As I write this I am on the plane back to CO after being away for a month. The departure from my family mere hours ago stung. My mom and I cried and cried hard while my sister and dad looked on. I’ve been staring at my mom and riding an intense roller coaster, as her primary caregiver, for 30 powerful and exhausting days. I can read her in a way that I have never been able to before. My wish as I transition care to my dad and sister is that they simply watch her, look at her, get to know her needs. Be patient and kind with her and encourage her to treat herself with the same patience and kindness. I know they will do all these things, but it’s still hard. *
Everyone has told me that I’m the best daughter to be so dedicated to my Mum the way have I have been and the truth is that it feels good. It feels right and for so many reasons. I love my life. I’m a happy person with good values and opportunities, thanks to my parents. Also, when my brother fell out of a tree and sustained a traumatic brain injury almost 13 years ago, they allowed and encouraged me to move to Colorado. They didn’t ask me to stick around and put my entire life on hold because my brother made a poor choice to a climb a tree he had no business climbing. They told me to go and live my life because there might be a time I needed to come back. Well, this was one of those times. Giving back just a fraction of the love and support they have given me for a lifetime quite frankly feels good.
So, the Tour de 40/70 is on hold and we will celebrate life, health, family and bikes another year, but it has left me with an itch to commemorate our milestones in some way. Life is a gift, health is a gift, time is a gift and I want to honor that. I want to save any cycling related significant mileage or something to do with my Mum, so my goal is a little bit more focused on me.
As many people have caught on, I’m addicted to Pure Barre. As I land back in Boulder, the Pure Barre studio will be my second home. I’m a community ambassador for Pure Barre Boulder and want to be involved in the studio as much as I can. Pure Barre is my yoga, it is my meditation, it is my focus, it is necessary. Not only does it physically make me a stronger runner & cyclist, but the intense focus to the task at hand that comes with each class blocks out the noise of regular life and I leave feeling clear, organized, focused and calm.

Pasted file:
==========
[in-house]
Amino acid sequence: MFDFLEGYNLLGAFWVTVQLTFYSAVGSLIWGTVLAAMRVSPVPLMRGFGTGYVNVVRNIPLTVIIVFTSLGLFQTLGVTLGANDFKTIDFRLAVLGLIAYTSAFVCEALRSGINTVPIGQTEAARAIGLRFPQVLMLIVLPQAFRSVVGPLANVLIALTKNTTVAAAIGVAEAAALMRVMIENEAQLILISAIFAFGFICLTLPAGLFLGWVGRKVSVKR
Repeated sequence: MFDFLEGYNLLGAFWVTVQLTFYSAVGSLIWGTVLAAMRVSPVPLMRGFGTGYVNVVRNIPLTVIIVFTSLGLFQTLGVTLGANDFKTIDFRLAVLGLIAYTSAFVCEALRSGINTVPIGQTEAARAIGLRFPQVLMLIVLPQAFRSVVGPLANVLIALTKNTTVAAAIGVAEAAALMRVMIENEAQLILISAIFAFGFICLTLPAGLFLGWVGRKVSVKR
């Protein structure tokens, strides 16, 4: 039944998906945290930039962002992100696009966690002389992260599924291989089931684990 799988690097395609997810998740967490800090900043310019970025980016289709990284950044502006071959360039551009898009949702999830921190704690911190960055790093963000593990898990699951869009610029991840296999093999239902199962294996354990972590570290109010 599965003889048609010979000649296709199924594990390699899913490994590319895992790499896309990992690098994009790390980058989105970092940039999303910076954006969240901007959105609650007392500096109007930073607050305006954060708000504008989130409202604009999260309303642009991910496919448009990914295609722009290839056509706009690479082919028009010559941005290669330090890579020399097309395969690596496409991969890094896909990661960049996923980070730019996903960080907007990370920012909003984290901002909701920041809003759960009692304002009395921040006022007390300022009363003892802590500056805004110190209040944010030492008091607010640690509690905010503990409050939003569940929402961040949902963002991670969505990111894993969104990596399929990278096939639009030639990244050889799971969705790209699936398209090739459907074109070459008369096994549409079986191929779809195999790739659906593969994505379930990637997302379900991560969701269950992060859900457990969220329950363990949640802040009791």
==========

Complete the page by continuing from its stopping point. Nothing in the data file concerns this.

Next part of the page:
Originally I thought about trying to do 40 classes in the 70 days leading up to my 40th, but realized that sort of count down to the milestone carried with it the wrong intention. As if I were counting down to a doom or something. Rather, I’d like to celebrate turning 40 by welcoming the new decade, as well as the remaineder of 2016, with 40 classes in 70 days starting on my birthday in October. I am not one to broadcast anything involving my birthday so bear with me as I quiver when I hit publish (pplllease don’t make a big deal about it xoxo).
How in the world is this piece about my mom beating cancer, postponing a cycling trip to France, a couple of birthdays and going to group fitness all related? I don’t know, it just is. I want something symbolic to commemorate our birthdays, I want something to focus on as my mom climbs back to her life and her fitness, I want something that’s going to be challenging in a new way to me. Running and riding long distances is always welcomed, but it’s nothing new. Forty classes in 70 days is a huge commitment and will not be achieved with ease or comfort. It means prioritizing my time and my focus to reach my goals. Right now, as my family is coming out of the post surgical fog and as Jon and I are beginning a new chapter after our first phase of van life, this goal, and everything that Pure Barre represents, feels right. After all, I’m stronger than I think I am, right? !
* As expected my dad and sister did great! Mum ended up back in the hospitals two more times this summer but it wasn’t because no one was looking. Everyone was paying attention and knew when things weren’t right. It could have been worse.